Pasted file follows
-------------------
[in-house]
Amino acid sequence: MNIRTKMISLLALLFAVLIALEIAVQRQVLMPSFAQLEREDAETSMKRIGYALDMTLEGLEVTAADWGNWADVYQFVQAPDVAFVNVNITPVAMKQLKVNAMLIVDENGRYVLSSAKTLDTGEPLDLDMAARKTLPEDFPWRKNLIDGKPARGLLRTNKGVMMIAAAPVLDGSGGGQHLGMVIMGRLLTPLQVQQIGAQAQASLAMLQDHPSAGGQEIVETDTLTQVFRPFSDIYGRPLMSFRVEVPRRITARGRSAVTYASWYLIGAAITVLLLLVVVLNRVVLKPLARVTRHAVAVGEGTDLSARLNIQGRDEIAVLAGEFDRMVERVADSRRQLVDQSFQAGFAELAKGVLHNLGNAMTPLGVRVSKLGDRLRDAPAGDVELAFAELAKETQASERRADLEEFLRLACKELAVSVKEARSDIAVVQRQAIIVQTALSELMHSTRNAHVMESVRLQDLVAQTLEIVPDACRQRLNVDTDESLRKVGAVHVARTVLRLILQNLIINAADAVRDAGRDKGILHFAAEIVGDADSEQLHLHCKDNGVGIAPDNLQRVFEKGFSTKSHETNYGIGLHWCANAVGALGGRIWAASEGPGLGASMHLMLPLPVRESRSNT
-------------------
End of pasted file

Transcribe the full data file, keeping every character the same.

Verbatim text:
[in-house]
Amino acid sequence: MNIRTKMISLLALLFAVLIALEIAVQRQVLMPSFAQLEREDAETSMKRIGYALDMTLEGLEVTAADWGNWADVYQFVQAPDVAFVNVNITPVAMKQLKVNAMLIVDENGRYVLSSAKTLDTGEPLDLDMAARKTLPEDFPWRKNLIDGKPARGLLRTNKGVMMIAAAPVLDGSGGGQHLGMVIMGRLLTPLQVQQIGAQAQASLAMLQDHPSAGGQEIVETDTLTQVFRPFSDIYGRPLMSFRVEVPRRITARGRSAVTYASWYLIGAAITVLLLLVVVLNRVVLKPLARVTRHAVAVGEGTDLSARLNIQGRDEIAVLAGEFDRMVERVADSRRQLVDQSFQAGFAELAKGVLHNLGNAMTPLGVRVSKLGDRLRDAPAGDVELAFAELAKETQASERRADLEEFLRLACKELAVSVKEARSDIAVVQRQAIIVQTALSELMHSTRNAHVMESVRLQDLVAQTLEIVPDACRQRLNVDTDESLRKVGAVHVARTVLRLILQNLIINAADAVRDAGRDKGILHFAAEIVGDADSEQLHLHCKDNGVGIAPDNLQRVFEKGFSTKSHETNYGIGLHWCANAVGALGGRIWAASEGPGLGASMHLMLPLPVRESRSNT